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I love seeing all of the angry fundamental bearish comments and articles about how overvalued Amazon (NASDAQ:AMZN) is, how razor thin its margins are, how its operating costs continue to climb and especially how many multiples of various measures it trades at. I also love Amazon and joke frequently with Trevor, my UPS guy, about how often he is delivering a "smiley box". I also think that the Amazon price chart bears a striking resemblance to the iconic smiling up-arrow, that is their logo. Based on my analysis of investor sentiment and what I would consider an extreme valuation I have a price target of $353 before any more meaningful correction.

Sentiment beats fundamentals. I do not disagree with how ridiculous the price seems compared to almost any data looked at, except maybe its actual revenue and growth, but until broader sentiment of speculators sours, they will continue to ignore it (mostly).

It surely can't ALL be based purely on sentiment though. At the very least, 68% of Amazon shares are owned by institutions. We hope these institutions are making sound buy and sell decisions based on careful analysis of every possible public datum and not just following the herd and trading on their emotions.

Since we lack measures like dividend yield and EPS for Amazon , the investors must be looking at something else. As I mentioned above, Amazon does have nice gross revenue and it has grown fairly consistently at a brisk clip, from $19B in 2008 to $61B in 2012. Net numbers though have been staggeringly abysmal for what many would say constitutes a successful company. Despite this, Amazon share price continues to climb, frustrating the nay-sayers. The phrase "AMZN pass" has even crept into industry jargon, when a company misses on earnings but still climbs higher in the days or weeks following. This is the investment version of the NFL's "Tuck Rule."

(click to enlarge)Revenue Growth

I would like to focus on AMZN's gross revenue as a guide for determining a "normal" trading multiple. The Price/Sales ratio is currently 2.09 (NYSE:TTM). Looking back over the past 5 years (2008-2012) it was 1.15, 2.5, 2.45, 1.66 and 1.86 as of each year end (chronologically). However the ratios for 2008 and 2011 may skew the sample set as those coincided with significant lows in the broader stock market that put significant pressure on many stocks. I think allowing for this and looking at a chart of Price/Sales, it seems that a "normal" ratio for AMZN is 1.8-2.25. Furthermore, this does not become "extreme" until 2.80-3.20, based on price peaks Oct '07, Dec '09 & Sept '11. Compare this to levels for Ebay (NASDAQ:EBAY) 4.8, Google (NASDAQ:GOOG) 6, Barnes & Noble (NYSE:BKS) 6, Netflix (NASDAQ:NFLX) 4, and Apple (NASDAQ:AAPL) 2.8 and suddenly Amazon in the 2s does not seem so extreme.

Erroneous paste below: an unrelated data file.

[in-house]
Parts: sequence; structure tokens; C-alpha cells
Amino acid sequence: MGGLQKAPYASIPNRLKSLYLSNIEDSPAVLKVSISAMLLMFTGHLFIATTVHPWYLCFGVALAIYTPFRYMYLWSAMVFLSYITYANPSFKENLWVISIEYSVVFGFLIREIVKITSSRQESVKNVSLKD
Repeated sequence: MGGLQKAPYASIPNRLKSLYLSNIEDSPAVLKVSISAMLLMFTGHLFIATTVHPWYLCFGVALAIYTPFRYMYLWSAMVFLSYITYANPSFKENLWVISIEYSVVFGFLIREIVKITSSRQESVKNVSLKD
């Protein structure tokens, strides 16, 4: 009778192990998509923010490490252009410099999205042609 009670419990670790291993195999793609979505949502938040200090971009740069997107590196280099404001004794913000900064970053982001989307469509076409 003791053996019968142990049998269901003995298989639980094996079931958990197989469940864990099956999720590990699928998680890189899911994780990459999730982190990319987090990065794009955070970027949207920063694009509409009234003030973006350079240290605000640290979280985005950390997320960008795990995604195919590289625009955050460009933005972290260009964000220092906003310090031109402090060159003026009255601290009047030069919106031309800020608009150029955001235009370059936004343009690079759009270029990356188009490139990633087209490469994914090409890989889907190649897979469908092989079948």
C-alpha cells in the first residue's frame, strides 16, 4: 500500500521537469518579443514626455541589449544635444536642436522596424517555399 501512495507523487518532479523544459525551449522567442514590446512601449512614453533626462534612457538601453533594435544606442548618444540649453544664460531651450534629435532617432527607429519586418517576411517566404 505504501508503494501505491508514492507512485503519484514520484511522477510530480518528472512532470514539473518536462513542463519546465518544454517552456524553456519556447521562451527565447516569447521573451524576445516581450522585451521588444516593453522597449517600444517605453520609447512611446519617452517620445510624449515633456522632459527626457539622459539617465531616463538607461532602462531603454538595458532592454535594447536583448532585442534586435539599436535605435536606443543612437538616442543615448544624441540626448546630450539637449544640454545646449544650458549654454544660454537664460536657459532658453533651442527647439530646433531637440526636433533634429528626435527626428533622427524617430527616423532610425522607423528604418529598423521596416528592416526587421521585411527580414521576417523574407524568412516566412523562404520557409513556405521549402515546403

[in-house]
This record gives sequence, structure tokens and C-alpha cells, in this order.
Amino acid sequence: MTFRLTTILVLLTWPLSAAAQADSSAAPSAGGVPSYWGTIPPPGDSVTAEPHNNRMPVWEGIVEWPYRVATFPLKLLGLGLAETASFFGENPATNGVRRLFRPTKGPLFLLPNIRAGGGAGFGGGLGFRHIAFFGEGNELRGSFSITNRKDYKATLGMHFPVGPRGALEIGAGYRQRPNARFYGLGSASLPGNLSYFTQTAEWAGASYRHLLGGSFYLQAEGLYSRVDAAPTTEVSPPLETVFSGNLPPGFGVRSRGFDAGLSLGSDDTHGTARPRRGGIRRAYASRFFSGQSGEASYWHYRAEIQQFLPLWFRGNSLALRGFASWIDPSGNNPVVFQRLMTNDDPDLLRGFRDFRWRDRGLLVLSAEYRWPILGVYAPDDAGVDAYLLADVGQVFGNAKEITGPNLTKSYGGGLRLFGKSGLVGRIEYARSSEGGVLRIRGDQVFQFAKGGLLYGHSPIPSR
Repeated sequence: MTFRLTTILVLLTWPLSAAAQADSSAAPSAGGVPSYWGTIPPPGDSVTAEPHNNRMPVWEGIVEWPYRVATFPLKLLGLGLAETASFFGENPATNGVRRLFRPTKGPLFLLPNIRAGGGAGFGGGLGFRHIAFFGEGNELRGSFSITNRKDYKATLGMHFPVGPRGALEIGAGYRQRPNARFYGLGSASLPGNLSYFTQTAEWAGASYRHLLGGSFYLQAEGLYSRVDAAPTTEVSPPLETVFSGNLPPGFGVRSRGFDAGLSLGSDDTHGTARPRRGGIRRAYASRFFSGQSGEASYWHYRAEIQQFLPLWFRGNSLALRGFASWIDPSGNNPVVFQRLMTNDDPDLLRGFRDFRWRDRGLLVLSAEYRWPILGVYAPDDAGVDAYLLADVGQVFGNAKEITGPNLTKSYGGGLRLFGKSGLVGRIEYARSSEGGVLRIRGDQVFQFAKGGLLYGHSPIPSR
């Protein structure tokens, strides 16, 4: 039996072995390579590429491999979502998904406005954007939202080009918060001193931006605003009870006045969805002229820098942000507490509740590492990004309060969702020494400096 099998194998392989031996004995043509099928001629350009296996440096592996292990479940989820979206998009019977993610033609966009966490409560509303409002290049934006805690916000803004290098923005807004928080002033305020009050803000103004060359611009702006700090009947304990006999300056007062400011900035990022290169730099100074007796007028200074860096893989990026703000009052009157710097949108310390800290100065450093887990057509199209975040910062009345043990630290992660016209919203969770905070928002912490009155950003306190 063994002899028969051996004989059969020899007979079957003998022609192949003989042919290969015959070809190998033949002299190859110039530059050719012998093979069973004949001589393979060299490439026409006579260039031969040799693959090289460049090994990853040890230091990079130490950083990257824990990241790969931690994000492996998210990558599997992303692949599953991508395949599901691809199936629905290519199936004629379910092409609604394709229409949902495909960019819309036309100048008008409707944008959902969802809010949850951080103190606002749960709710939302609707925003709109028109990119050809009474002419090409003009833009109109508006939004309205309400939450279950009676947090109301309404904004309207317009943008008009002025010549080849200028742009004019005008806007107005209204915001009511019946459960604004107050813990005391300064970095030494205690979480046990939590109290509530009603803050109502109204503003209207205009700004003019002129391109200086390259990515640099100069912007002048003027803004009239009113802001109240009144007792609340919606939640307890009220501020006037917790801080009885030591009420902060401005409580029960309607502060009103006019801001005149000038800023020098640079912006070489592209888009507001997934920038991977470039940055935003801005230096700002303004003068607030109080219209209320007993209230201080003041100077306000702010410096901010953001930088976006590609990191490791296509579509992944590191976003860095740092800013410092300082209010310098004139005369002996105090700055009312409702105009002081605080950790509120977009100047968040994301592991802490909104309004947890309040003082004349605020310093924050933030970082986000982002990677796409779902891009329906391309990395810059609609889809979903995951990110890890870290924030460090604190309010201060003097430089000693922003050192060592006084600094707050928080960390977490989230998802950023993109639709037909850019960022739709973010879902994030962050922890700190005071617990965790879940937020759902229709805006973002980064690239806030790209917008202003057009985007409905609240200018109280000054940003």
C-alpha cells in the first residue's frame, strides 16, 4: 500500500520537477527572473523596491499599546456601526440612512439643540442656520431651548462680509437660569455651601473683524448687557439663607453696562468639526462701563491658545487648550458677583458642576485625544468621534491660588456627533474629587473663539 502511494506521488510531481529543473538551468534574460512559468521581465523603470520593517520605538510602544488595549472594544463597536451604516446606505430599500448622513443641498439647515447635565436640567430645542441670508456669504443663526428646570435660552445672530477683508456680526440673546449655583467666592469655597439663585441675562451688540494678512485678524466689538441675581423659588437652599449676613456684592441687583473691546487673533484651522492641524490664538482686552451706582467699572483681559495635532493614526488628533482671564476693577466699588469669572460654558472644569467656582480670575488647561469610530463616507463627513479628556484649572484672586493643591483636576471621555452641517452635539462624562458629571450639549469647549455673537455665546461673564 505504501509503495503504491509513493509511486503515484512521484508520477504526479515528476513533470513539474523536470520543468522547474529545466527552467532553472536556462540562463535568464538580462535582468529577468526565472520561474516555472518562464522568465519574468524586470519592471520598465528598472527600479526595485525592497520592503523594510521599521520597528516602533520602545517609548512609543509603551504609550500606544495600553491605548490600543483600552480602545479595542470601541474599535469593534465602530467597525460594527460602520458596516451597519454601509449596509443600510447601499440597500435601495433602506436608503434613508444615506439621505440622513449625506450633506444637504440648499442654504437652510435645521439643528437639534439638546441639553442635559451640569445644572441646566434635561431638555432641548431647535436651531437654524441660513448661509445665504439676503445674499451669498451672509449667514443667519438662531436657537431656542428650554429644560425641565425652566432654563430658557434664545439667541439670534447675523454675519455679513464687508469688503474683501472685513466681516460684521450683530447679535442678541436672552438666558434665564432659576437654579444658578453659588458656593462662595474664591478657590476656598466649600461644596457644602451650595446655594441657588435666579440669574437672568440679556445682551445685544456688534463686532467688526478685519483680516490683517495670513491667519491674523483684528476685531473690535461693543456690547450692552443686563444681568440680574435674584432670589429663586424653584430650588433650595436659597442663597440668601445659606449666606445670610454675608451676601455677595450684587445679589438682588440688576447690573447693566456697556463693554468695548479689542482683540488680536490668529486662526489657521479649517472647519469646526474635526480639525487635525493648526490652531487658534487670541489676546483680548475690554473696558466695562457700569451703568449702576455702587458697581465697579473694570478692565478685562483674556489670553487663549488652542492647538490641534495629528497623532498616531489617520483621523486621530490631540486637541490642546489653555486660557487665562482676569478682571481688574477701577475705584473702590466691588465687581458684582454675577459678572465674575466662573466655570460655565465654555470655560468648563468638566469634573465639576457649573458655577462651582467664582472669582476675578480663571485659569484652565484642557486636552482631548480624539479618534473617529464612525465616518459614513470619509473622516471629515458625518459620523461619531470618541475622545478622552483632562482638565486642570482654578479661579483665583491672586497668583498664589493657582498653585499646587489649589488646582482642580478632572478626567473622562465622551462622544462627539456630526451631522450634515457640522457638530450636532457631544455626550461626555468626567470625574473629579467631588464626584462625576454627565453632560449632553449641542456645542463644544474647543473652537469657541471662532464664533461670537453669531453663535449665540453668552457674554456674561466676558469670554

(click to enlarge)Price chart with P/S ratio

We are half-way into 2013 and AMZN already has revenues of $31.7B. For argument's sake let's say they finish the year with gross revenues of $64B. With 453 million shares, if we allow for a slight stretch of that "normal" band to the SAME 2.5 Price/Sales ratio it had at the end of 2009 & 2010, that gives us a price target of $353.20 for AMZN, without even registering "extreme." Let's get crazy for just a moment, and look at what an extreme price would look like, if it were based on this metric. Based on those projected YE revs ($64B). At 3.20 P/S AMZN would be trading at $452.09. THAT, my friends, WOULD be overpriced and would likely flip that smile on the box into a frown.

(click to enlarge)Daily Chart showing Price target and relative P/S levels

Speculators ultimately don't care about fundamentals, as they buy purely because they think the price will go up. There are lots of speculators in the market, and many who might call themselves investors are really closet speculators. If Jay Leno were to ask average people why they buy a stock, I would venture to say that 9 times out of ten you would not hear anything about a dividend. Those speculators are far more driven by the actions of other speculators than they are by the fundamental data. It creates feedback loops, sending prices higher or spiraling down, especially on a well-known high-flying name like Amazon .

Since completing the large drawn-out consolidation at the beginning of May, I have been looking for higher levels. After completing an impulsive move and a corrective pullback in June, I have been looking for much higher in a strong move to the $330-$350 region in a larger pattern, ultimately targeting $380-$440. In the past 2.5 weeks we have been consolidating over the $290 region, setting up the next move higher.

For now I am not ready to get too crazy, but I like the price target of $353.20 getting hit in the next month or so. While that will not be too extreme, it will warrant a consolidation back into or slightly below a normal range. I think it should hold over $280, though. Then imagine investor optimism fixated on a robust holiday season driving up the price toward extreme levels into the early part of 2014. The "AMZN pass" that may follow from that extreme could finally get intercepted. But, until then, I am looking higher and playing the guessing game with Trevor, "What did my wife buy this time?"

Disclosure: I am long AMZN, GOOG, NFLX, AAPL. I wrote this article myself, and it expresses my own opinions. I am not receiving compensation for it (other than from Seeking Alpha). I have no business relationship with any company whose stock is mentioned in this article.

Additional disclosure: I primarily base my trading decisions on chart patterns and technical analysis. Patterns can change quickly, and I am constantly looking for new support levels to lock in gains and minimize potential losses.

Source: Amazon: Is There A Top In Sight?